Prerequisites to restore confidence in banking system in Sudan
Khartoum, August 29 (SUNA).
Restoring confidence in the banking system cannot be achieved urgently at the moment, because it requires broad policies and procedures that have long-term effects, said Dr. Mohamed Kheir Hassan, the Dean of the Faculty of Economics and Political Science at Omdurman Islamic University.
In a statement to (SUNA), Dr. Kheir called for providing banking services using modern and fast technology to serve all sectors of customers and expatriates in particular, urging the Central Bank of Sudan (CBOS) to support banks by opening investment fields, lifting restrictions and adopting strict policies to form banking entities with strong positions through the application of Banking Merging System.
The Dean of the Faculty of Economics and Political Science at Omdurman Islamic University said that the creation of attractive banking services and increasing the margin of seriousness (installment advance payment) on Murabaha will support liquidity in the banking system, referring to the need to introduce measures that are fair in allocating or distributing the profits of depositors with the adoption of financial and moral incentive systems for both customers and employees, who contribute to attract deposits to their banks, referring to the need to activate the capabilities of the Deposit Insurance Corporation in order to deepen confidence in the banking system, stressing the need to continue policies to curb inflation and work to harmonize fiscal and monetary policies .
Dr. Kheir summarized the reasons for loss of confidence in banks in the instability and volatility of monetary and fiscal policies and fear of the erosion of funds as a result of increasing inflation rates, in addition to low banking awareness in many areas of Sudan, besides the lack of customers confidence in the confidentiality of their deposits, particularly in relation to their fear of disclosure to the Tax Chamber.
Dr. Kheir pointed out to the existence of good investment opportunities in Sudan with a higher return than the profitability of the banking system in the areas of transport, land, real estate and speculation in foreign exchange in the parallel market, in addition to some customers’ fears of past policies and negative experience during the change of currency and society’s view of banks on the grounds that they have a riba-based legacy and a focus of embezzlement.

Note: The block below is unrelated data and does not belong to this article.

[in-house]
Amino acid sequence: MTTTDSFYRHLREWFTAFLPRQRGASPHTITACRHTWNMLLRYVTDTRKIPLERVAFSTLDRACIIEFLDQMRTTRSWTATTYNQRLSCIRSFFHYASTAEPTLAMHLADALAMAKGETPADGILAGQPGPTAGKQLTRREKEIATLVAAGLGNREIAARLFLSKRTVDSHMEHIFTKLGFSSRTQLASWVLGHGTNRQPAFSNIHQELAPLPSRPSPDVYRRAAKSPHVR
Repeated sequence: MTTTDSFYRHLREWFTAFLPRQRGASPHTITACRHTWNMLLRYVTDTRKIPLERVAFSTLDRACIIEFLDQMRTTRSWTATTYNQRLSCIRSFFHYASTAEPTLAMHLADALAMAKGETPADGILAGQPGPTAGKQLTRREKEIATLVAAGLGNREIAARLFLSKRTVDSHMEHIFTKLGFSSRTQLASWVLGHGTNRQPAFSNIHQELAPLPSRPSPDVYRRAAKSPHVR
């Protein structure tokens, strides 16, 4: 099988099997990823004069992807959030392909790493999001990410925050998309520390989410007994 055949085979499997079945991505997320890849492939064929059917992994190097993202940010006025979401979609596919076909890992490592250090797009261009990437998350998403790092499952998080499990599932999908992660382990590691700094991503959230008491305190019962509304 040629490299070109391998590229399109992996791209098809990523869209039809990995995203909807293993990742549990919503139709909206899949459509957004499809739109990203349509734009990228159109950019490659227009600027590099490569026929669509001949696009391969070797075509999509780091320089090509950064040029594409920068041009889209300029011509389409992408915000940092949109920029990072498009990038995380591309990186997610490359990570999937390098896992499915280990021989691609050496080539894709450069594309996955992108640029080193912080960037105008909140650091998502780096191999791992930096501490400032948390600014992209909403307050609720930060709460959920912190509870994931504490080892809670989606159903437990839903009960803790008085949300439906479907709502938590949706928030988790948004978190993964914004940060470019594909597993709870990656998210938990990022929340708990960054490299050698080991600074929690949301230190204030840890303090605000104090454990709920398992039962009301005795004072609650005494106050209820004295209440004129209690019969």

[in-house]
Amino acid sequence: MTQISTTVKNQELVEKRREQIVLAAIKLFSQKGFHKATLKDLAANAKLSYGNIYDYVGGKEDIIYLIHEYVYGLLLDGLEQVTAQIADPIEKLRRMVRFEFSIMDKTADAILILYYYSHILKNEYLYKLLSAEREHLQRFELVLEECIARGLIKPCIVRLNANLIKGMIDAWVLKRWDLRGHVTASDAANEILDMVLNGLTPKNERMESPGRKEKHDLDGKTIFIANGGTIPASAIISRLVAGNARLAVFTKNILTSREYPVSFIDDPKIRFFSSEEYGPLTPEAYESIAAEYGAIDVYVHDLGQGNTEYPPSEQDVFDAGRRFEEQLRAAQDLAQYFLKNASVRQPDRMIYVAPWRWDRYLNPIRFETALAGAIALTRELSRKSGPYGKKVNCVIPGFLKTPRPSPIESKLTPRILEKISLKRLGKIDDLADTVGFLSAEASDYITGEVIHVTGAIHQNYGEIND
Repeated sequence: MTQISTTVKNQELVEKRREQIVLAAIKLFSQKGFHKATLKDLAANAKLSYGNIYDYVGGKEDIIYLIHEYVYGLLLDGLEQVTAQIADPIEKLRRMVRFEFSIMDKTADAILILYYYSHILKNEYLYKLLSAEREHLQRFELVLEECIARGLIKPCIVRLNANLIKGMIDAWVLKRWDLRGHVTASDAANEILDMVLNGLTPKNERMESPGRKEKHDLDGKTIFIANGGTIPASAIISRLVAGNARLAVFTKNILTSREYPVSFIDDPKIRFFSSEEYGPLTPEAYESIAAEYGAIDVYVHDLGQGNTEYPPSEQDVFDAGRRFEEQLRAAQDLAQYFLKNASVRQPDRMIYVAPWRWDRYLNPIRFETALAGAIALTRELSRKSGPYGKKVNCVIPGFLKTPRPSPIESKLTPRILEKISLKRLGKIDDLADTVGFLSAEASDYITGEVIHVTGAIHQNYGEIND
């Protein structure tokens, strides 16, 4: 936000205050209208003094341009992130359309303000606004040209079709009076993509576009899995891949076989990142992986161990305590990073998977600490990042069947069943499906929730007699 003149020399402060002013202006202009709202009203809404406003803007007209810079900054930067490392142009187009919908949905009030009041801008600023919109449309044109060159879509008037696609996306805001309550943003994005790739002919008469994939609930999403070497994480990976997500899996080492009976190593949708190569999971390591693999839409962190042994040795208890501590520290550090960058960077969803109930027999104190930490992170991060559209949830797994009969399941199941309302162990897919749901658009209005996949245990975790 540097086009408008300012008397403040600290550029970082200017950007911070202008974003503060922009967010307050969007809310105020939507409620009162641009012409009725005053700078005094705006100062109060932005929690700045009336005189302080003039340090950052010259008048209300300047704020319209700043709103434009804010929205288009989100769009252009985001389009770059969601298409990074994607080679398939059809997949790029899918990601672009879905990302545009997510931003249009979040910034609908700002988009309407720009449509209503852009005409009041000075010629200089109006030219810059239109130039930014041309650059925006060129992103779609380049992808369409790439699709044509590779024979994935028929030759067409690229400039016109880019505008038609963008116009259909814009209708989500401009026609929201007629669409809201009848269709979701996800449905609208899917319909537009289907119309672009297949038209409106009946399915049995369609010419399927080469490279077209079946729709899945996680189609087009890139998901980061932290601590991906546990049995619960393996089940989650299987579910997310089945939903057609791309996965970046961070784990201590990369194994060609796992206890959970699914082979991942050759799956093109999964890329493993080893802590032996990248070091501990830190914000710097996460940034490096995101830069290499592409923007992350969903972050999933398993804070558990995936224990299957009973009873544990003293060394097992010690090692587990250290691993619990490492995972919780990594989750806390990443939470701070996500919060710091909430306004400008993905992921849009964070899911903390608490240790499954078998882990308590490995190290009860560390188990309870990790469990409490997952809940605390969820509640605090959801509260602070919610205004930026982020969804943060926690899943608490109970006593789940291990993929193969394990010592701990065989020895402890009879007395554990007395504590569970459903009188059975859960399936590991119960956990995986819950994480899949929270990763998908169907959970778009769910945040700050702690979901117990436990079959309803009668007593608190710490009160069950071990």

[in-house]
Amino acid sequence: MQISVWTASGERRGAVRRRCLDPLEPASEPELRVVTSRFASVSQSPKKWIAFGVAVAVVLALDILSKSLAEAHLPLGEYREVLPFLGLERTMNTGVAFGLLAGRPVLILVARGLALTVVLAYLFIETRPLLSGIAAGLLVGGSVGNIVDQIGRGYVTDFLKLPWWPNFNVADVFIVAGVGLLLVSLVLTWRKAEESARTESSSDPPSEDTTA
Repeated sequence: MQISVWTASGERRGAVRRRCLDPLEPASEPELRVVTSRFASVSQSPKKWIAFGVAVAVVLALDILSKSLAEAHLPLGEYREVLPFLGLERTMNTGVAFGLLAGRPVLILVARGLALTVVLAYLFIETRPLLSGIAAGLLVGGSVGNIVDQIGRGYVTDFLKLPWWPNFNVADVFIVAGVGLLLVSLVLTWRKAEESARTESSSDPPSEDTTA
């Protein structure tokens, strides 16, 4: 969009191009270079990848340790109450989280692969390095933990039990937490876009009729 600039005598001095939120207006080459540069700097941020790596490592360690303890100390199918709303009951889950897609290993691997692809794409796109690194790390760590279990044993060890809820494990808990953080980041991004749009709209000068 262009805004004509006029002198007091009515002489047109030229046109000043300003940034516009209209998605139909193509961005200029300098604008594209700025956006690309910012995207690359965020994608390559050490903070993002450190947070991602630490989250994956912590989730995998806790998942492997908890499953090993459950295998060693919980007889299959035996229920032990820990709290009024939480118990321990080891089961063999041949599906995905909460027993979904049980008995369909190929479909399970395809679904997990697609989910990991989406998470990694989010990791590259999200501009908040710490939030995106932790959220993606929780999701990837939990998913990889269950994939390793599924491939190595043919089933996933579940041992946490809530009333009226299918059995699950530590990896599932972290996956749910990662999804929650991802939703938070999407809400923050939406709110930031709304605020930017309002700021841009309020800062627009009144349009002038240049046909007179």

Moreover, the lack of distinctive and attractive banking services as practiced in some countries at the regional level and the fluctuation of foreign exchange policies, he added, revealing that big currency denominations helped in storing the national currency outside the banking system, in addition to the severe restrictions imposed by the Central Bank on the credit operations. As a result of the lack of foreign exchange in the banking system and the unbalanced spread of the banking system, particularly in the productive areas such as the areas of animal resources production, the banking system was unable to meet the withdrawals of customers from the public and private sector and to feed their ATMs.
He also pointed to other reasons including the increasing embezzlement and forgery of accounts in some banking institutions, the inability of the banks to provide large amounts of banknotes by imposition of ceilings on withdrawals, delay in cashing checks and return some of them despite the existence of sufficient balance due to lack of cash negatively affects their clients.
The exchange rate fluctuation and the loss of the national currency to its function as a store of value led to a lower marginal propensity to save.
He pointed to the political packages that might have been directed by the Bank of Sudan (which it has denied) and intended to control the exchange rate of the Sudanese pound, referring to the CBOS restrictions on customers’ withdrawal from their bank deposits, expecting that such measures may limit speculation in the parallel market.